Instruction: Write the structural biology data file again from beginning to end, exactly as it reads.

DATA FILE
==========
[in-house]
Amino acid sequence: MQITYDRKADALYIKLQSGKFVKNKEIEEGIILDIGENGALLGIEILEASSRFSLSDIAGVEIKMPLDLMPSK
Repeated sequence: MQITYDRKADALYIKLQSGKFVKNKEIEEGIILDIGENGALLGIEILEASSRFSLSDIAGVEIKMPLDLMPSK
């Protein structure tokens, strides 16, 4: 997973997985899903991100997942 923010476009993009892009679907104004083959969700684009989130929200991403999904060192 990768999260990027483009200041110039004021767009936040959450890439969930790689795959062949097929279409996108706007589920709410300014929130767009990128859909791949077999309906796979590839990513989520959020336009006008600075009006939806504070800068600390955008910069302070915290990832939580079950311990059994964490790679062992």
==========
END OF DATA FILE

[in-house]
Amino acid sequence: MQITYDRKADALYIKLQSGKFVKNKEIEEGIILDIGENGALLGIEILEASSRFSLSDIAGVEIKMPLDLMPSK
Repeated sequence: MQITYDRKADALYIKLQSGKFVKNKEIEEGIILDIGENGALLGIEILEASSRFSLSDIAGVEIKMPLDLMPSK
């Protein structure tokens, strides 16, 4: 997973997985899903991100997942 923010476009993009892009679907104004083959969700684009989130929200991403999904060192 990768999260990027483009200041110039004021767009936040959450890439969930790689795959062949097929279409996108706007589920709410300014929130767009990128859909791949077999309906796979590839990513989520959020336009006008600075009006939806504070800068600390955008910069302070915290990832939580079950311990059994964490790679062992």